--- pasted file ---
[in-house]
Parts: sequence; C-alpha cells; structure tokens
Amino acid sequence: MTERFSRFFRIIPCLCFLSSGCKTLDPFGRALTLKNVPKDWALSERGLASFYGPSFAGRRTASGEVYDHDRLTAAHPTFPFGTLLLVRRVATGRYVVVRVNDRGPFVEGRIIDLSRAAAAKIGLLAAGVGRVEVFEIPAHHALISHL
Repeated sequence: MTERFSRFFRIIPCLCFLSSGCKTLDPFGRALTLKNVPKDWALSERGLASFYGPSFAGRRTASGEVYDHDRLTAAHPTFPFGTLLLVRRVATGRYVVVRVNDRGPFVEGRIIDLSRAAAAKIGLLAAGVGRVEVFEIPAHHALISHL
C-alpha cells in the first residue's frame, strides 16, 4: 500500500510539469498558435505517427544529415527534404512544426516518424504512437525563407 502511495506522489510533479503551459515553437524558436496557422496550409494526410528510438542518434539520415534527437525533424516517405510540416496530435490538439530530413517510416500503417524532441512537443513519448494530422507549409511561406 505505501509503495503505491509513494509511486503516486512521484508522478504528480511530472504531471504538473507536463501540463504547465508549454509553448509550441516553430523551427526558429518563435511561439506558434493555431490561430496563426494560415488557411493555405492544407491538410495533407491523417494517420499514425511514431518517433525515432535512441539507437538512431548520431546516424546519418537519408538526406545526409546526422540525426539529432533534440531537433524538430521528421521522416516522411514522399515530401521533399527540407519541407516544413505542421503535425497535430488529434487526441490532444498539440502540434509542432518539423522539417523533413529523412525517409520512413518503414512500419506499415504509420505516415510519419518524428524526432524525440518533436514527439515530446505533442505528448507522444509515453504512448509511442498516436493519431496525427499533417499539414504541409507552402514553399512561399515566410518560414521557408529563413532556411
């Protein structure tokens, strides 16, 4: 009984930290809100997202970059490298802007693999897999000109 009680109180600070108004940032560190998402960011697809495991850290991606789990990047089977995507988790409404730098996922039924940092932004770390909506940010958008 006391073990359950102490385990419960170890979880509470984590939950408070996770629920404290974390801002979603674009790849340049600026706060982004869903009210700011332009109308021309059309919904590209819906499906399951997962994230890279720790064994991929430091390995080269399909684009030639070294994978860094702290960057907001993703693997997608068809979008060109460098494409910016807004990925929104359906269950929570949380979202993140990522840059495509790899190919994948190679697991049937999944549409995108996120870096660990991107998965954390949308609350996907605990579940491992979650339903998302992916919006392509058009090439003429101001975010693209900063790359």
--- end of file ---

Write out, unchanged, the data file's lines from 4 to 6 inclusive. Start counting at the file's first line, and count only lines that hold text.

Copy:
Repeated sequence: MTERFSRFFRIIPCLCFLSSGCKTLDPFGRALTLKNVPKDWALSERGLASFYGPSFAGRRTASGEVYDHDRLTAAHPTFPFGTLLLVRRVATGRYVVVRVNDRGPFVEGRIIDLSRAAAAKIGLLAAGVGRVEVFEIPAHHALISHL
C-alpha cells in the first residue's frame, strides 16, 4: 500500500510539469498558435505517427544529415527534404512544426516518424504512437525563407 502511495506522489510533479503551459515553437524558436496557422496550409494526410528510438542518434539520415534527437525533424516517405510540416496530435490538439530530413517510416500503417524532441512537443513519448494530422507549409511561406 505505501509503495503505491509513494509511486503516486512521484508522478504528480511530472504531471504538473507536463501540463504547465508549454509553448509550441516553430523551427526558429518563435511561439506558434493555431490561430496563426494560415488557411493555405492544407491538410495533407491523417494517420499514425511514431518517433525515432535512441539507437538512431548520431546516424546519418537519408538526406545526409546526422540525426539529432533534440531537433524538430521528421521522416516522411514522399515530401521533399527540407519541407516544413505542421503535425497535430488529434487526441490532444498539440502540434509542432518539423522539417523533413529523412525517409520512413518503414512500419506499415504509420505516415510519419518524428524526432524525440518533436514527439515530446505533442505528448507522444509515453504512448509511442498516436493519431496525427499533417499539414504541409507552402514553399512561399515566410518560414521557408529563413532556411
């Protein structure tokens, strides 16, 4: 009984930290809100997202970059490298802007693999897999000109 009680109180600070108004940032560190998402960011697809495991850290991606789990990047089977995507988790409404730098996922039924940092932004770390909506940010958008 006391073990359950102490385990419960170890979880509470984590939950408070996770629920404290974390801002979603674009790849340049600026706060982004869903009210700011332009109308021309059309919904590209819906499906399951997962994230890279720790064994991929430091390995080269399909684009030639070294994978860094702290960057907001993703693997997608068809979008060109460098494409910016807004990925929104359906269950929570949380979202993140990522840059495509790899190919994948190679697991049937999944549409995108996120870096660990991107998965954390949308609350996907605990579940491992979650339903998302992916919006392509058009090439003429101001975010693209900063790359």